This is a transcript of my Head On Satellite Slideshow Event presentation. The slideshow was a Pecha Kucha style slideshow where we each were allotted a fixed time of only 20 seconds per slide for our 20 slides!
What is beauty? We automatically think of beautiful objects or people and all these are perfect, without fault or blemish. Look in any media related to advertising. Models airbrushed & retouched. Products that jump out at you. Food that looks so appetising.
This is a western way of thinking. There is another way of seeing beauty & that is a Japanese philosophy called Wabi Sabi.
NO – Wabi Sabi is not what you have with your sushi, but it concerns seeing beauty not in perfection but in decay or having slight faults.
Roughly translated – Wabi can be interpreted as loneliness of living in nature remote from society &
Sabi – is to be lean or withered.
One example is fading autumn leaves which are so beautiful, yet so transient. Thus Wabi Sabi alters our view that new wood, fabrics or paper are not as interesting as those that have a character which are evidenced in its patina & wear.
I started photographing some decaying objects that are certainly not beautiful on first appearances, but I could see the potential in the faded colours and textures & this was exactly what caught my attention.
As photographers where do we start? Those that know my work recognise that I am primarily a landscape photographer. So when I am standing in front of grand scene & the light is just gorgeous my normal reaction is to shoot with a wide angle lens & get it all in.
Then after a while I start to notice some of the elements in the scene- that lone tree, that clump of rocks, or the way the river snakes to create a line to lead your eye into the scene.
Next, if I am taking particular care to observe, I notice the way the light is creating patterns on the bark of the tree trunk, or one rock has interesting lines as the light dances across its surface then do I start capturing those details. So it is unusual for me to go straight in close, yet that is what I did!
One of my friends recently referred to me as being a colour alchemist & I guess I am!
I take a little of bit colour here & find another bit of colour there & make those two colours dominate. Or I twist the colours to the cooler temperature spectrum to emphasise the blues, but at the same time I may target just the red tones & saturate them. Sometimes I do the opposite! Other times I will flip the colours by making them a negative.
If I am feeling a little crazy I might even do two of these processes – So I guess my friend is correct – I am a colour alchemist.
There is no right or wrong, I just push & mix colours until I get the look I like. Often the colours that I thought would work from the original image simply don’t, & I end up getting a completely different result from what I originally thought.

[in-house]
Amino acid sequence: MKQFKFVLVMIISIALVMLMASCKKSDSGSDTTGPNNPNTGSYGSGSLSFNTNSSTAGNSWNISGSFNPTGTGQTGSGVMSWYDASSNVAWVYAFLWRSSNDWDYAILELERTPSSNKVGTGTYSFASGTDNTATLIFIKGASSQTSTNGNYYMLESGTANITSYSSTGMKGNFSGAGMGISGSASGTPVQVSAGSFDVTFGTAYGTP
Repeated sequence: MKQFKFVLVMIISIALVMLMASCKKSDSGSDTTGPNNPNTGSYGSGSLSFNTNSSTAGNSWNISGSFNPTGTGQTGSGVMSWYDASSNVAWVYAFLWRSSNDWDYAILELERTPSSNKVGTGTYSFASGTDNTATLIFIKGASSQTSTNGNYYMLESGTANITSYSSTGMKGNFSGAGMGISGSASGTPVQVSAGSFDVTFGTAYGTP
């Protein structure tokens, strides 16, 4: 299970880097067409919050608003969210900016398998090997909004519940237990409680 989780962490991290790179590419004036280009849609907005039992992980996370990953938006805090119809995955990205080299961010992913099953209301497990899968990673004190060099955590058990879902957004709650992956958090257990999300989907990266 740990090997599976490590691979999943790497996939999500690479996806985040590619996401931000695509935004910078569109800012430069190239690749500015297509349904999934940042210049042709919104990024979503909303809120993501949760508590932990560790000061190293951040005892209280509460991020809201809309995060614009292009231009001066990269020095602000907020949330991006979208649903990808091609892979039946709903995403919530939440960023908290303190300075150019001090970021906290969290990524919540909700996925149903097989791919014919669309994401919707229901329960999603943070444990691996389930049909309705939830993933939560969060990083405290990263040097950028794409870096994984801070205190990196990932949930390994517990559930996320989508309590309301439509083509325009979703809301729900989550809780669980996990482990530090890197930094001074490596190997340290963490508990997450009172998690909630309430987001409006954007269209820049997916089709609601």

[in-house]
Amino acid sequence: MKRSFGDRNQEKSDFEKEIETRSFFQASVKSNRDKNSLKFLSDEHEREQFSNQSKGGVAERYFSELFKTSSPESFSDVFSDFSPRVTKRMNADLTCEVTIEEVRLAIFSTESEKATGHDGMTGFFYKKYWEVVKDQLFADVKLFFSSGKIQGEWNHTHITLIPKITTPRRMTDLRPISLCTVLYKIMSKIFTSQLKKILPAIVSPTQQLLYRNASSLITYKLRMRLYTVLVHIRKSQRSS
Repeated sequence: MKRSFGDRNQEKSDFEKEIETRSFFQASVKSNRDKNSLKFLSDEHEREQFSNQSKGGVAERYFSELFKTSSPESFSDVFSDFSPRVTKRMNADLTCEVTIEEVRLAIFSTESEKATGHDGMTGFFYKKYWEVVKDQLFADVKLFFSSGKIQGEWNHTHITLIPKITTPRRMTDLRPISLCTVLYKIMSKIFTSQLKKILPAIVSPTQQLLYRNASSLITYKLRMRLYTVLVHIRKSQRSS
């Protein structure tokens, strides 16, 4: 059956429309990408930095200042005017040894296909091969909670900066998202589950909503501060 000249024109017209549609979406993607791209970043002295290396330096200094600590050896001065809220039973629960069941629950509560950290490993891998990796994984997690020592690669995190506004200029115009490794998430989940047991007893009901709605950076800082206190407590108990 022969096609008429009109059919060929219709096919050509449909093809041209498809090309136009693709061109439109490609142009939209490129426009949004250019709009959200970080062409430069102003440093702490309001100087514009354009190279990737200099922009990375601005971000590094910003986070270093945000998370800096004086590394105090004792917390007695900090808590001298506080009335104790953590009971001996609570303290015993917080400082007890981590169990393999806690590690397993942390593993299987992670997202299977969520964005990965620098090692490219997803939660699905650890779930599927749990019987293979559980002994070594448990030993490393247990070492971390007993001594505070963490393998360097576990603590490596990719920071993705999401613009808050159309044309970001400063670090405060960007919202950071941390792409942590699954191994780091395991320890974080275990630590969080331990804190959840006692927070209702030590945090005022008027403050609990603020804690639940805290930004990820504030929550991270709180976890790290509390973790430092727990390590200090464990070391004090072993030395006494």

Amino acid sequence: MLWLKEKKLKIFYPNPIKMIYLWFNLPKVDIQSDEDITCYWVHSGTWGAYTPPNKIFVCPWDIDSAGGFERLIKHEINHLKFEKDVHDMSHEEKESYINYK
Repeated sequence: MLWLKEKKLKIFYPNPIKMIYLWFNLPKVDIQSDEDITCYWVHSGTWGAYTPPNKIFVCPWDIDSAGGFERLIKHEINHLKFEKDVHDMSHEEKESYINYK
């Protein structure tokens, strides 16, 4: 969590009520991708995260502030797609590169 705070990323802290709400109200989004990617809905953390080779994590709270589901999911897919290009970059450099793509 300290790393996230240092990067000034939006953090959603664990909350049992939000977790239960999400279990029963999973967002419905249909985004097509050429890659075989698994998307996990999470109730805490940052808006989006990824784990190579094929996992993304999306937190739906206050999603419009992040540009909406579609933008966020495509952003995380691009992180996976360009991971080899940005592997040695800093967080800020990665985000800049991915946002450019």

Even starting with the same image I will end up with several variations, depending on how I have mixed the colours – AND- in what order!
Its not easy to tell, but some of you may have guessed that these images have been derived from old rusting, scratched & decaying cars that are all laying out in a paddock. The moment I saw the first one I immediately was drawn to the colours & textures. When I started capturing the images I never quite imagined the final result, but during the course of working with the colours & learning to become an alchemist I discovered that in many cases the camera had captured details & colours that I was totally unaware of – which made the journey of discovery even more exciting.
Not content to print these designs on stiff unyielding paper, I have gone one step further & printed ten of these designs onto silk. This is the ultimate transformation – from stiff rusty car panels to vibrant luxurious silk.
As I was leaving the caryard the first time the owner commented that his dad had catalogued the older cars & if I could use his grid system I could probably find out the actual model of car. I revisited the caryard to retrace my steps to find the cars that were used for those 10 designs. I wandered around with my “cheat-sheet” which was the original captured image & the final design. I’m glad I shot in a fairly methodical manner, as it was not always easy to recognise a car by a photo of a 30x40cm rusty patch. For instance, I found the 4th & then the 6th, so I knew the 5th HAD to be somewhere in-between! Often turning around & walking a different direction was all that was required to locate the car I had missed!
After sitting on the caryard office step for an hour pouring over the old catalogue the caryard owner asked me if I liked old cars, because I “sure was going to a lot of trouble” to find out which cars I had taken photos of.
I showed him my reference sheet saying, NOT REALLY – I just like the colours, patterns & textures. He sorted stepped back& just said uh hmm & let me continue thumbing through the catalogue.
This process has been interesting & challenging, but I have managed to transform something that is decaying & most would say quite ugly into something that is beautiful. The transformation of vintage car wrecks is like metamorphosis. The metal skeletons with their patina of rust, cracking paint & years of decay transform into the most beautiful & colourful designs.
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